The head of HR at a top investment bank explains the importance of soft skills on Wall Street

Author

Frank Chaparro

March 16, 2017

The ongoing digitization of the financial services industry has increased the demand for workers with hard technical skills on Wall Street.

But Liz Lieberman doesn’t think this spike in demand for tech skills will make soft skills less important.

Lieberman recently joined RBC Capital Markets in October 2016 as managing director and Head of US Human Resources. And before that she held top HR roles at a number of high-profile Wall Street firms including the Royal Bank of Scotland, Merril Lynch, and Lehman Brothers.

RBC Capital Markets finished 2016 ranked 10 for investment banking fees in the US, according to Dealogic, increasing its market share. According to data firm Coalition, the firm ranked ninth for total investment banking revenues, including banking and sales and trading, in the Americas in the first half of 2016. 

In an interview with Business Insider, Lieberman said that Wall Street will still have a strong demand for people with soft skills in the future.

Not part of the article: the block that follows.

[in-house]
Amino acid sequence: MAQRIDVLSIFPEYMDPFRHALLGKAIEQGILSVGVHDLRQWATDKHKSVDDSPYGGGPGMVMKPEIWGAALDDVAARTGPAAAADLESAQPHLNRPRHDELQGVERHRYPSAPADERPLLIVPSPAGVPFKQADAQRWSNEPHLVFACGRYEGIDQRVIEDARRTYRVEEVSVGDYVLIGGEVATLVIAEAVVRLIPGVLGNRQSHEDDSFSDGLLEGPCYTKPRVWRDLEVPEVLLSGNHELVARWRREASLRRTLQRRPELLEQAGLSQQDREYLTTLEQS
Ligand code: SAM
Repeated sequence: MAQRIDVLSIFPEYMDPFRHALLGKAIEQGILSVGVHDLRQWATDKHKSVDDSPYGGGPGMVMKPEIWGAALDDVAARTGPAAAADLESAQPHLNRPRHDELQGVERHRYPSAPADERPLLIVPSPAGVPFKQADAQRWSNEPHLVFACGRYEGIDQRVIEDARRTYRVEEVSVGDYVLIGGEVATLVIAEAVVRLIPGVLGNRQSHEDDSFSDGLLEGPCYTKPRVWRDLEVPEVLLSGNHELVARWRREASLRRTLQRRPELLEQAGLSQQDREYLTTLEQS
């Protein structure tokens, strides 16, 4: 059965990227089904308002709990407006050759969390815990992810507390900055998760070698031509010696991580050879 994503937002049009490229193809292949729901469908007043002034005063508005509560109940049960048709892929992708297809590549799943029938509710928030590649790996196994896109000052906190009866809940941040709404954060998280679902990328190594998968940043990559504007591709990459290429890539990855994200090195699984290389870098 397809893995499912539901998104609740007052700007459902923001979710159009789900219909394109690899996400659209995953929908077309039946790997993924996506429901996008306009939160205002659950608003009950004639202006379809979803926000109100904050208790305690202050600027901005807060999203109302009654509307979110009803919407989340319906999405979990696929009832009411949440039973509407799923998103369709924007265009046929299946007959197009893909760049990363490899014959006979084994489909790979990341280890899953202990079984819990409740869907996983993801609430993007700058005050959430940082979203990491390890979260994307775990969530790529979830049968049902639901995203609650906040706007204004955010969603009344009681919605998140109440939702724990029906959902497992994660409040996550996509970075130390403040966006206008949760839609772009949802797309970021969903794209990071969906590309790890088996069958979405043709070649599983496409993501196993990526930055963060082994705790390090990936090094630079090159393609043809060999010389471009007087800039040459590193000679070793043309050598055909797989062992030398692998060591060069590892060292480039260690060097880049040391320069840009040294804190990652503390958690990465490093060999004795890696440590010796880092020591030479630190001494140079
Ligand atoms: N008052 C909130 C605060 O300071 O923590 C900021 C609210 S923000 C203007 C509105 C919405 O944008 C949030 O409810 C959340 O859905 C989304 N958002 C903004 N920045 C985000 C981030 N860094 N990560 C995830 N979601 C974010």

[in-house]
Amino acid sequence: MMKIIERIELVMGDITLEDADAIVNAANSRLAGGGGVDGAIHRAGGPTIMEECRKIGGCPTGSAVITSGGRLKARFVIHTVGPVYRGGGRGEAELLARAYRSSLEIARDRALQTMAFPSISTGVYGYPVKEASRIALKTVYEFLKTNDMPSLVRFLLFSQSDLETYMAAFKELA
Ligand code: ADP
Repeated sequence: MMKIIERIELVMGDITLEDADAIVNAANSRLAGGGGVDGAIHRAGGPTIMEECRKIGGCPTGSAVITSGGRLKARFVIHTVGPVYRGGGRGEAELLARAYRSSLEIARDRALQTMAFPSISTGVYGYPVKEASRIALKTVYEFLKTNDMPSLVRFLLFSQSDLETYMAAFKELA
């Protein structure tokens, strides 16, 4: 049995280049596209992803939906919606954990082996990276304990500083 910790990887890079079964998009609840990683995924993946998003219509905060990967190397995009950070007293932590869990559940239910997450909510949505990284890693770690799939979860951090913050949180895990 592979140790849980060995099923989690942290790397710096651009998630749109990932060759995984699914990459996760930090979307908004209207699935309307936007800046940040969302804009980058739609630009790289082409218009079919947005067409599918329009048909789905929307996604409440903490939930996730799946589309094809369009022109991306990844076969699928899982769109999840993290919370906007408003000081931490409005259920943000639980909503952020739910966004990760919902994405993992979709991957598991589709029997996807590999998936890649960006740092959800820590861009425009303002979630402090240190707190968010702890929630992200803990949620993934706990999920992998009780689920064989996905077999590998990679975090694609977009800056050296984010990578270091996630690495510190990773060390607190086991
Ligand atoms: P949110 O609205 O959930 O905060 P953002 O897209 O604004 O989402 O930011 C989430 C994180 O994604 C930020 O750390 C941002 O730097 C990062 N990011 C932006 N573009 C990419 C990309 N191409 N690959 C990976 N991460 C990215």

“People skills are essential: how to manage people, how to collaborate, how to inspire and influence. We call them the softer skills but they are, in fact, very important skills,” she said.

Lieberman believes the key to a successful and well functioning team is a diversity of skills. 

“[N]obody is good at everything and that’s why you build a team with people who have diverse skill sets,” she concluded.

Here’s the relevant passage from the interview:

Chaparro: What skills do you expect to be in demand in the future?

Lieberman: People skills are essential: how to manage people, how to collaborate, how to inspire and influence. We call them the softer skills but they are, in fact, very important skills.

I’m hesitant to place a value on some skills over others since we need different people with different skill sets from different backgrounds. Diversity is essential! We want to be looking at problems from as many different angles as possible so we arrive at the best solution possible.

And my last thought on skills is this: nobody is good at everything and that’s why you build a team with people who have diverse skill sets.

 Read the whole interview here.

This article was written by Frank Chaparro from Business Insider and was legally licensed through the NewsCred publisher network. Please direct all licensing questions to legal@newscred.com.

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